As we exited the tunnel from the Calitri borgo into Piazza della Repubblica, the autumn night shone bright with a snow-white moon. Long shadows anchored to our feet mimed our every movement as we waved and crossed the pavement to waiting friends, Antonio and Gerardina. They had asked us to join them on an evening drive to neighboring Bagnoli Irpino, itself a small town west of Calitri. It harkened back to a similar trip years before to nearby Montella to its annual castagni (chestnut) festival. This night, little Bagnoli would exalt an elusive yet pungent fruit of the earth, believed by some to be a powerful aphrodisiac, the tartufo nero (black truffle).
We exited SS7, the main artery through this part of Campania, to begin our serpentine drive through the forested approach to Bagnoli. This forest of walnut, chestnut and beech trees, once home to brigands, is today solely the habitat of wild pigs, birds of prey, badgers, foxes and a few wolves. The bright moonlight helped guide our path as we first wound then unwound our way into town on country roads. Antonio easily found a parking spot. Fortunately for us, it was still early by festival standards and a few unclaimed spaces still remained in the cubbyhole parking lot we entered. Stairs from the lot led up to a garden park still beautiful even in the cool of autumn. Its pergola-lined central walkway, reminiscent of a whimsical Maxwell Parish painting, still hinted at how striking this space must be at the height of summer bloom.
A few streets and turns away we entered the town’s main square, Piazza Leonardo Di Capua. Bagnoli, unlike Calitri, had remained undamaged in the earthquake of 1980. To this day its medieval center, embodied in this open piazza, still encapsulates the heart of this town. Unlike many we’d seen, its inner perimeter was lined with mature trees leaving enough space to their outside to maintain a Champs Elysées-like walkway. This wide walkway, along with the trees, completely bordered the square .... trees to the inside and all types of businesses to the outside. The symmetry of the space was added to by a suspended hedge-like wall of greenery formed by the interlacing of the well-trimmed tree branches.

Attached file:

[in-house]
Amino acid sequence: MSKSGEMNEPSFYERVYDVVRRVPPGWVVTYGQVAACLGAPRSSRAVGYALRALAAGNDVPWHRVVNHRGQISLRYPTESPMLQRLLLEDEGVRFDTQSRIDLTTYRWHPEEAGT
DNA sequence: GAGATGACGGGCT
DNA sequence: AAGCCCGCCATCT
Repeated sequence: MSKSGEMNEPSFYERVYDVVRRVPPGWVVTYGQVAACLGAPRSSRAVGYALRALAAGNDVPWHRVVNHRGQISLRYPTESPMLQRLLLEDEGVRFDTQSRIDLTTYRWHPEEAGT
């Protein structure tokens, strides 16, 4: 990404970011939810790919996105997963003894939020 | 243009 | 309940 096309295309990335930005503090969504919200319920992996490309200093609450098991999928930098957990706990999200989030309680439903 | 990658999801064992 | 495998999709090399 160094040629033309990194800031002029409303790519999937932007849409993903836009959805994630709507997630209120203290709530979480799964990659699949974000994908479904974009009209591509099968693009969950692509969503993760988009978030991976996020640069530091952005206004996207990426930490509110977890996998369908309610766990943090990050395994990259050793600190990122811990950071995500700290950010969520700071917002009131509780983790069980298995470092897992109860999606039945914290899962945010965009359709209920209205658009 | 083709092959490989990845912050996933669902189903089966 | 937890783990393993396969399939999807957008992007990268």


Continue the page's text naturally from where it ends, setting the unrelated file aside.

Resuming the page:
We slowly made our way around the piazza. Along with a floral shop, a printer, tratorria, cafes, a religious shrine or two and of course bars to lay in at, makeshift booths had been set-up. Many of these booths showcased products such as cheeses, oils and spreads featuring truffles. Even following our visit, these prized “underground mushrooms” remain for us a yet to be acquired taste, similar for instance, to getting accustomed to grappa. I’m sure that I’ll grow accustomed to the strapping taste of potent grappa long before I acquire a fondness for the musty, earthy flavor of truffles. For now, with either, we recommend moderation.
Opposite from where we had entered the square, a bonfire blazed. Unlike the historic Savonarola bonfire in Florence’s Piazza della Signoria centuries earlier, this one was fueled solely with wood. Its heat offered comfort from the nighttime chill. Some groups huddled by the brassier, while others came and went with the dancing flame. Italians are forever concerned with drafts and chills. With almost regimented fervor they don puffy parkas, hats and mittens en-masse by a date certain each year, not to be removed until another formal date. They have nothing like a groundhog as we do to make matters arbitrary. We had seen this before. Here in October, it was obviously past the do-by date. But for the surrounding architecture, you might easily confuse the scene for Sitka Alaska! In their defense, it was unseasonably cool for this time of year. Even Maria Elena, “ill-packed” and therefore ill-prepared for the unseasonable temperatures, had been forced to buy a parka while we were there. It will remain in Calitri, now part of her Italian inclement weather ensemble.